1. A beautiful natural product


  1. Can become patchy in appearance after a while
  2. Water can stain it


  1. Varies according to the type of wood but probably the cheapest option

Acrylic Polymer SurfacesAcrylic Polymer surfaces were very popular a year or two ago but have stalled a little in favour of granite.

Acrylic Polymer with mineral surfaces are a coating/sheet that are formed onto a wooden board attached to your kitchen units, the joints are then blended-in, to give a seamless worktop surface.

Available in a host of colours, Polymer work surfaces can look very smart, especially if in a contemporary setting.

The surface however is not as hard as granite or quartz and does require care as it may wear, scratch or mark in a busy kitchen. Manufacturers do offer reasonable guarantees, for this type of surface, but if you do need it to be extremely durable, then in my opinion, it is not the best choice…

With this said; it is extremely versatile and can be fitted to form a surface almost anywhere in the kitchen!

Matching sinks are also available… Visit your local supplier for more information!


  1. Very smart when new
  2. Extremely versatile and it allows for seamless surfaces


  1. Not as long a life-span as granite or quartz
  2. Scratches and marks too easily


  1. May well be the most expensive option
  2. Is not great value for money

QuartzQuartz is in many ways a man made version of granite.

It is made from around 97% quartz (one of the hardest materials on earth) and then mixed with a resin bonding compound – this is then processed to form a very hard stone like product that is very difficult to stain or scratch…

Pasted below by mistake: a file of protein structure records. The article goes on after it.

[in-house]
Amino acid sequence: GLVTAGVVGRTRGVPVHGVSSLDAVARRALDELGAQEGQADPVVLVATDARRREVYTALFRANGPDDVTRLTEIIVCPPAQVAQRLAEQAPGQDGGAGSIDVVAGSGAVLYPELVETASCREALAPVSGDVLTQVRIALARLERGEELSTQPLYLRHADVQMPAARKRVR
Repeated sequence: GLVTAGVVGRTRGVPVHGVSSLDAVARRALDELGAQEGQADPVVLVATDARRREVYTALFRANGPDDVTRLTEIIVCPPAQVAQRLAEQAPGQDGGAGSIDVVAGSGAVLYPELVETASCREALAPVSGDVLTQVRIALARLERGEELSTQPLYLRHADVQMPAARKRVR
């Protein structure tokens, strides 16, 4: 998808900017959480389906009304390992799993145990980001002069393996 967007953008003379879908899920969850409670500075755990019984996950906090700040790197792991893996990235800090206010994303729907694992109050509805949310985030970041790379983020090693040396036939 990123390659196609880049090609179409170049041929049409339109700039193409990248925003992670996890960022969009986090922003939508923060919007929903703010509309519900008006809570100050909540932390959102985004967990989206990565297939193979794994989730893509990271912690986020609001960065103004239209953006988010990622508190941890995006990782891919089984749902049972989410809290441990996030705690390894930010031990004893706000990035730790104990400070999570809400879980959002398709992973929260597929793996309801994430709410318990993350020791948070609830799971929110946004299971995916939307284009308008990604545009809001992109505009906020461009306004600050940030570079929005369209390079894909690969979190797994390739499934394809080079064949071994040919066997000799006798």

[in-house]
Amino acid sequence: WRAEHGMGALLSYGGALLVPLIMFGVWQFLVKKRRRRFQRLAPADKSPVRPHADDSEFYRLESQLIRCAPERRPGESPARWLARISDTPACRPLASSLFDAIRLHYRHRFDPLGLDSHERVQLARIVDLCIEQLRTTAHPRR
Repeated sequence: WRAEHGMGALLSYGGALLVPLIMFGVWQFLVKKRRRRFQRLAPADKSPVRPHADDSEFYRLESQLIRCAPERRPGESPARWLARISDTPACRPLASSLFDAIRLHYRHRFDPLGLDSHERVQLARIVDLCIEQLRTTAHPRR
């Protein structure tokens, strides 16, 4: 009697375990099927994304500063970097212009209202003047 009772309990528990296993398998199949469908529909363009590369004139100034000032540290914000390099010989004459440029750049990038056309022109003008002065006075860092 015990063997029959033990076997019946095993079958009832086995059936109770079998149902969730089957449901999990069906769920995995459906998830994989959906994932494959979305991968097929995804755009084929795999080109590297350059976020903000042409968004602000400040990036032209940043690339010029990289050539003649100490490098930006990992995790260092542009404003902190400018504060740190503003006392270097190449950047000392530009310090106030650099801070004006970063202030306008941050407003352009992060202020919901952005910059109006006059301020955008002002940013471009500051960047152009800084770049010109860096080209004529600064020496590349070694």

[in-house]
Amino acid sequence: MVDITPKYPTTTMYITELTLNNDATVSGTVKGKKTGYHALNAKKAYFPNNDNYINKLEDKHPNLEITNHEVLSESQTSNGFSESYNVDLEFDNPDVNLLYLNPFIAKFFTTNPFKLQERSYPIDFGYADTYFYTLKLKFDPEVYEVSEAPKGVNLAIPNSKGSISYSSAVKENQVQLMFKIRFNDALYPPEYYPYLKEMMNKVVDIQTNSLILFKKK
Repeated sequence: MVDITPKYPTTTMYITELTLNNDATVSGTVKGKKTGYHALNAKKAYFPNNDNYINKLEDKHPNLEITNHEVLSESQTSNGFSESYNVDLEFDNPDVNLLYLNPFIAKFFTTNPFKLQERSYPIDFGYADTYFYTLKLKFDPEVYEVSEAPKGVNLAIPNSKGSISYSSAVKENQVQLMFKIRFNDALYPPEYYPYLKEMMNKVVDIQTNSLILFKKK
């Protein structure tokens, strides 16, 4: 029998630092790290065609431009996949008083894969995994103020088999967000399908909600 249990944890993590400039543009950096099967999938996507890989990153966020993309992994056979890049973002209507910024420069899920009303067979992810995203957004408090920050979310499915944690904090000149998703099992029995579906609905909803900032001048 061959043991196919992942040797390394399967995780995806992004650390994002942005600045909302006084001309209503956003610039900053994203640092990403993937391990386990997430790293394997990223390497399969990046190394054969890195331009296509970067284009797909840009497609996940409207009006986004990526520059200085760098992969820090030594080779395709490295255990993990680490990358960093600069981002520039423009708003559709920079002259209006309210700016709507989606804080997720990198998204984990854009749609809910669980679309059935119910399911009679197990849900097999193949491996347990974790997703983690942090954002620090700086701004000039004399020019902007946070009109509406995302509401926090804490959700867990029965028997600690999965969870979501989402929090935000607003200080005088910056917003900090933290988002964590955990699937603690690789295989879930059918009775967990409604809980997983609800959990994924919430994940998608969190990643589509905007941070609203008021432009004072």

Note: In Italy, Quartz is often advertised as scratch and stain proof, but this is not the case in Britain.

Quartz surfaces are made in an array of colours that normally can not be obtained with natural stone. This includes many plain colours, such as; beige, sand, cream, off-white and even a true white.

Quartz also offers some exceptionally bright colours such as red, orange and yellow. Black, with a reflective fleck is however the most popular quartz work top colour and is in my opinion, is certainly very attractive.

Quartz is usually supplied as an alternative for granite, where colour is the issue and is available from most good granite factories – do a local search on Google for your nearest supplier.


  1. Exceptionally tough and difficult to scratch or stain
  2. Long lasting


  1. Not a natural stone


  1. One of the most expensive choices

My adviceOverall, granite is still the choice I would recommend, this is simply due to it’s price and durability.

The other surfaces I have discussed here are still in many cases very beautiful and although they are not my choice, still have there place in the right kitchen.

Alan Bottomley

Alan Bottomley is a Granite Worktops Designer and Fabricator for Hart Granite, who are a granite worktops manufacturer and specialist supplier of stone products – their URL is: [http://www.hartgranite.co.uk] if you would like more information.